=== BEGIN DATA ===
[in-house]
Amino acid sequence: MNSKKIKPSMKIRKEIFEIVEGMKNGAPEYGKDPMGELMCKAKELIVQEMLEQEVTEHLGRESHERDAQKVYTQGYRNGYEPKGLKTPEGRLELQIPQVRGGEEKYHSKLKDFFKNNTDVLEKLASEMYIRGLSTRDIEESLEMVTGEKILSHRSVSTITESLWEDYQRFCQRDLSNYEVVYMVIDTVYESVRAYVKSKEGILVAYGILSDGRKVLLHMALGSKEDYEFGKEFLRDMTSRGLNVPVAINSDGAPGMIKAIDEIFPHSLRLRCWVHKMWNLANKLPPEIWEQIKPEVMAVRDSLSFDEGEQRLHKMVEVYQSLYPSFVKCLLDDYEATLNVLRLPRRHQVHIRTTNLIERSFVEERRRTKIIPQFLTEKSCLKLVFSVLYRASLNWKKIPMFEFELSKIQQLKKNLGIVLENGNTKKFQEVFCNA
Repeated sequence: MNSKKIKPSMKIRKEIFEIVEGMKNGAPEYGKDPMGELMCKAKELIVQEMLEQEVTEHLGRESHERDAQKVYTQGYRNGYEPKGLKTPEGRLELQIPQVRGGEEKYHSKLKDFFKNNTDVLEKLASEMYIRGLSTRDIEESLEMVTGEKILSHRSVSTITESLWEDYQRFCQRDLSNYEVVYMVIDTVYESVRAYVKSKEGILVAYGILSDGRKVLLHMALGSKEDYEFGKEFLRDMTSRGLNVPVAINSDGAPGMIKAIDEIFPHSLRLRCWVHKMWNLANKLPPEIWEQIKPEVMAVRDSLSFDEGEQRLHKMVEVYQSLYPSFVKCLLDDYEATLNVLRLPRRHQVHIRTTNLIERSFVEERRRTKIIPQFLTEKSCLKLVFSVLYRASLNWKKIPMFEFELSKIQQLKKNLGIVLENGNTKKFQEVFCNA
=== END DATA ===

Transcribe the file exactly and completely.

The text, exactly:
[in-house]
Amino acid sequence: MNSKKIKPSMKIRKEIFEIVEGMKNGAPEYGKDPMGELMCKAKELIVQEMLEQEVTEHLGRESHERDAQKVYTQGYRNGYEPKGLKTPEGRLELQIPQVRGGEEKYHSKLKDFFKNNTDVLEKLASEMYIRGLSTRDIEESLEMVTGEKILSHRSVSTITESLWEDYQRFCQRDLSNYEVVYMVIDTVYESVRAYVKSKEGILVAYGILSDGRKVLLHMALGSKEDYEFGKEFLRDMTSRGLNVPVAINSDGAPGMIKAIDEIFPHSLRLRCWVHKMWNLANKLPPEIWEQIKPEVMAVRDSLSFDEGEQRLHKMVEVYQSLYPSFVKCLLDDYEATLNVLRLPRRHQVHIRTTNLIERSFVEERRRTKIIPQFLTEKSCLKLVFSVLYRASLNWKKIPMFEFELSKIQQLKKNLGIVLENGNTKKFQEVFCNA
Repeated sequence: MNSKKIKPSMKIRKEIFEIVEGMKNGAPEYGKDPMGELMCKAKELIVQEMLEQEVTEHLGRESHERDAQKVYTQGYRNGYEPKGLKTPEGRLELQIPQVRGGEEKYHSKLKDFFKNNTDVLEKLASEMYIRGLSTRDIEESLEMVTGEKILSHRSVSTITESLWEDYQRFCQRDLSNYEVVYMVIDTVYESVRAYVKSKEGILVAYGILSDGRKVLLHMALGSKEDYEFGKEFLRDMTSRGLNVPVAINSDGAPGMIKAIDEIFPHSLRLRCWVHKMWNLANKLPPEIWEQIKPEVMAVRDSLSFDEGEQRLHKMVEVYQSLYPSFVKCLLDDYEATLNVLRLPRRHQVHIRTTNLIERSFVEERRRTKIIPQFLTEKSCLKLVFSVLYRASLNWKKIPMFEFELSKIQQLKKNLGIVLENGNTKKFQEVFCNA